, 1980, Warner Bros., 142 min. Dir. Stanley Kubrick. A brilliant exercise in pure supernatural terror, THE SHINING stars Jack Nicholson as a frustrated writer who takes the job of winter caretaker (along with wife Shelley Duvall and son Danny Lloyd) at an enormous mountain hotel, in the hope that snow and solitude will bring him peace of mind. He finds just the opposite, however, as the hotel’s horrific past quickly overtakes him in this soul-chilling adaptation of Stephen King’s novel. Discussion following with Joe Turkel. Trailer | Roger Ebert’s Great Movies

 

 

Saturday, September 19 - 7:30 PM
Double Feature: A CLOCKWORK ORANGE, 1971, Warner Bros., 137 min. Kubrick was so stunned by Malcolm McDowell’s debut in IF... that he reportedly was unwilling to begin his film of Anthony Burgess’ savagely brutal, futuristic satire until he could be assured of McDowell’s participation. This benchmark cinematic prophecy proved to be more prescient than anyone dreamed, as the punk explosion and skinhead-fomented race riots demonstrated in the later ’70s. Trailer

New 35mm print! DR. STRANGELOVE OR: HOW I LEARNED TO STOP WORRYING AND LOVE THE BOMB, 1964, Sony Repertory, 93 min. Dir. Stanley Kubrick. Against a gallery of unforgettable comic grotesques, including Sterling Hayden’s fluoride-hating general and George C. Scott’s oversexed Commie killer, Peter Sellers stands out in arguably his greatest role(s) - as the befuddled U.S. President, veddy-British commander Mandrake and the maniacal Dr. Strangelove. (Ironically, Sellers was supposed to play a fourth role, Slim Pickens’ B-52 pilot, before illness forced him to drop out!) Discussion in between films with producer Bernie Williams. Trailer | Roger Ebert’s Great Movies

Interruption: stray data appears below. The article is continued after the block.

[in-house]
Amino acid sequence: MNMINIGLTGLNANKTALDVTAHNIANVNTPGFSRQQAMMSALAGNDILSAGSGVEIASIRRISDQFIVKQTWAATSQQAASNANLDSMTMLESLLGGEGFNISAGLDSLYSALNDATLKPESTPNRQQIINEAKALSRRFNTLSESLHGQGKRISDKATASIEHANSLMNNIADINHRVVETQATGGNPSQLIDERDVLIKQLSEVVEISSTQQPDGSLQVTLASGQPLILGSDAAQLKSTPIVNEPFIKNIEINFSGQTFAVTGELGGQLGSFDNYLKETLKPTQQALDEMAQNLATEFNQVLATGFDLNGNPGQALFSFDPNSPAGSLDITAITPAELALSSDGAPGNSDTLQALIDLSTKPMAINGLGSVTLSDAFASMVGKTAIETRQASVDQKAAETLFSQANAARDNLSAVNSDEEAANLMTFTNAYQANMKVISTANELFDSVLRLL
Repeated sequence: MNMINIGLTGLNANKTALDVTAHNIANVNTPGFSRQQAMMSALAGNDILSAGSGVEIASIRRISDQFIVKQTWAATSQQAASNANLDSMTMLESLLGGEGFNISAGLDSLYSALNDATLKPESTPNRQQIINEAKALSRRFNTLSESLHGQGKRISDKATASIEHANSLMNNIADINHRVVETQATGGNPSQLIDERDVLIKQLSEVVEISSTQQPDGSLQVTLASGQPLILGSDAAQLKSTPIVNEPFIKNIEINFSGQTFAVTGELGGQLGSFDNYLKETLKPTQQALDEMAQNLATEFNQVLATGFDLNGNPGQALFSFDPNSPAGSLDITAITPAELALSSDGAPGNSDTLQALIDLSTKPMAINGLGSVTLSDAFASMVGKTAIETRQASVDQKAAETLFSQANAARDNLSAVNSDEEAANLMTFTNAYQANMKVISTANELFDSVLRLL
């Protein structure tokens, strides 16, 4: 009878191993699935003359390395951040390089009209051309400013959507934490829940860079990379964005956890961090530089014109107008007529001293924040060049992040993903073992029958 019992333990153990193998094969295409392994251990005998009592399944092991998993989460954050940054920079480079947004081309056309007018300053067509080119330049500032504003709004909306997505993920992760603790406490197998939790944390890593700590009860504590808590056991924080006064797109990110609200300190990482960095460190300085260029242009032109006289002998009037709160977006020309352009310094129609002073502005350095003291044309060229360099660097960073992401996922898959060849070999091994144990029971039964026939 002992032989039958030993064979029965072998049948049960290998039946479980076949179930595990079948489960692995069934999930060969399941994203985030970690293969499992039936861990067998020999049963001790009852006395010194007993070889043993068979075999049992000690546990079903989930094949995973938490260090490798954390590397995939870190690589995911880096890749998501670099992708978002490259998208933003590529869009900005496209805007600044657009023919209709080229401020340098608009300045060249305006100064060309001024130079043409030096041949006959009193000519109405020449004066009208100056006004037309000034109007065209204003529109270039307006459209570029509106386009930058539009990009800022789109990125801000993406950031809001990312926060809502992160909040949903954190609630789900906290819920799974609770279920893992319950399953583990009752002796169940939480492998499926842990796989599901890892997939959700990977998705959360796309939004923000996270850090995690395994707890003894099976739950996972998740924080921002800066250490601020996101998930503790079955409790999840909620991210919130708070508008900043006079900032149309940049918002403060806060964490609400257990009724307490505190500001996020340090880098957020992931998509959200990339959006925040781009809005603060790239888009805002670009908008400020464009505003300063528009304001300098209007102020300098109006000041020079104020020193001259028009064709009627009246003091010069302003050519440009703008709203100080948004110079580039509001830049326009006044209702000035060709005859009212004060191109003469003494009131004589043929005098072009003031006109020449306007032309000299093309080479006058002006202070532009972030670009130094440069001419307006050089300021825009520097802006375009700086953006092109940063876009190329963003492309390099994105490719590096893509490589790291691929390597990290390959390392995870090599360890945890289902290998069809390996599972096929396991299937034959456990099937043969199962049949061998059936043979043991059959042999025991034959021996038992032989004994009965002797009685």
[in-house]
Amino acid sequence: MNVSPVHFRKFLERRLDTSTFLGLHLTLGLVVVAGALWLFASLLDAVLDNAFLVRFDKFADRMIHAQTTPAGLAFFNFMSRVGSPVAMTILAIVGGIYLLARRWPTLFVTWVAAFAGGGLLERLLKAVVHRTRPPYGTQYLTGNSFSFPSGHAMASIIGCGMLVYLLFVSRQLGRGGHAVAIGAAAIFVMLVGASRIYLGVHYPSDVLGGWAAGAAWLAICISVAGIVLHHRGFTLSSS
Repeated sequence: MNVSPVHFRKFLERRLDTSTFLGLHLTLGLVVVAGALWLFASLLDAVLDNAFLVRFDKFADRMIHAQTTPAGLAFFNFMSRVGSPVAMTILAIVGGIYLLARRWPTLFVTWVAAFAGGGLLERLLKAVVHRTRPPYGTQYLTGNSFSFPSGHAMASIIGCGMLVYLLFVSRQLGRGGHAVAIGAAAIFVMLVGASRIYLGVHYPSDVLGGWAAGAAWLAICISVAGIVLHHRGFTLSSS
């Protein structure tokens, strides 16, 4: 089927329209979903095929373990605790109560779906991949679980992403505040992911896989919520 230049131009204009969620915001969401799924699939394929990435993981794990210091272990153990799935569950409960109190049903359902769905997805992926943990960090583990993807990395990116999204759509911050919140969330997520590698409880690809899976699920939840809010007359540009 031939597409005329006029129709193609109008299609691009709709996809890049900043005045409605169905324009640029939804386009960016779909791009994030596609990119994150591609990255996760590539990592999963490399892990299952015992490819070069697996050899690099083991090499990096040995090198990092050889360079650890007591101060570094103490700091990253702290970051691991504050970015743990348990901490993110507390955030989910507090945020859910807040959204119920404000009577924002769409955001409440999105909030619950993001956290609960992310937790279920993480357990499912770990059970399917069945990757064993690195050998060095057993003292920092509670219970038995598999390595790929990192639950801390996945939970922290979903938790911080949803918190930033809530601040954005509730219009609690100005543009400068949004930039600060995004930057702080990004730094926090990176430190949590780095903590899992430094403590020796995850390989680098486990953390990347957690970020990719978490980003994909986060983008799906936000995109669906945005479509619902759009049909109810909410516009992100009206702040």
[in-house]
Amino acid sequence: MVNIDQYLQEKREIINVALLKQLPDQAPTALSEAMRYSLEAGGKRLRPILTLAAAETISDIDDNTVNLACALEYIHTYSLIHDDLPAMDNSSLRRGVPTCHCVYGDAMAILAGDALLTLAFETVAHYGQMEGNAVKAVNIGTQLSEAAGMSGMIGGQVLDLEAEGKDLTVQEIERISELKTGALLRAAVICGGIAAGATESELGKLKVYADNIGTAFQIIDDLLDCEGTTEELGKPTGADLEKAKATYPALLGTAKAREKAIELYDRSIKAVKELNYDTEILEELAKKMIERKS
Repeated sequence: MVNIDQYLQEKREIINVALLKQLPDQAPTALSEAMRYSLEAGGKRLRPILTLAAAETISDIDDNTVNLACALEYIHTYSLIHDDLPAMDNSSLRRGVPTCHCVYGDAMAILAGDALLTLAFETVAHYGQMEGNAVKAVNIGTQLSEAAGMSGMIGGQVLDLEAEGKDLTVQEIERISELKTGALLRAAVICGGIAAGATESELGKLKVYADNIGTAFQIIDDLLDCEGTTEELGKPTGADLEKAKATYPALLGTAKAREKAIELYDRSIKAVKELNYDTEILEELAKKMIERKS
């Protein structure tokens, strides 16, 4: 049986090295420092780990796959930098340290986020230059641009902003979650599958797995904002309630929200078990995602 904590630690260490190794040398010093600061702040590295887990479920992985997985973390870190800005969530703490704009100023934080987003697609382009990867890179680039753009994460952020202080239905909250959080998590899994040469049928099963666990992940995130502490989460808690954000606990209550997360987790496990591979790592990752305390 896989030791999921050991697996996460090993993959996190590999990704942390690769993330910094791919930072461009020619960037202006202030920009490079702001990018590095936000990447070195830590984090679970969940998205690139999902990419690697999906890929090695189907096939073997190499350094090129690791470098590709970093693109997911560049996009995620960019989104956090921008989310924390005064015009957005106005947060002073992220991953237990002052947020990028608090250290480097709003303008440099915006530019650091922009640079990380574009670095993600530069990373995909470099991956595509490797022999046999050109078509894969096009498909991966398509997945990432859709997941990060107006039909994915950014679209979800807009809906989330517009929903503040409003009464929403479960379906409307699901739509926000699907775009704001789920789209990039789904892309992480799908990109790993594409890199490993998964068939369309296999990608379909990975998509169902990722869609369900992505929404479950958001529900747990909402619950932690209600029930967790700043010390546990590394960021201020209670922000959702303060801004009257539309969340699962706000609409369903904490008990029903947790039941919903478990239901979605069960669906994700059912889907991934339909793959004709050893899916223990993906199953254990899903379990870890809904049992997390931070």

Sunday, September 20 - 7:30 PM
BARRY LYNDON
, 1975, Warner Bros., 183 min. Winner of four Academy Awards, including one for John Alcott’s marvelous cinematography (the all-candlelit interiors must be seen to be believed), BARRY LYNDON stars Ryan O’Neal as Thackeray’s flawed 18th-century soldier of fortune, struggling to find his place in a rigidly structured social hierarchy. Kubrick re-creates a bygone romantic era with a bittersweet wistfulness and a wealth of nuance and realistic detail. With Marisa Berenson, Patrick Magee, Hardy Kruger. Trailer | Roger Ebert Review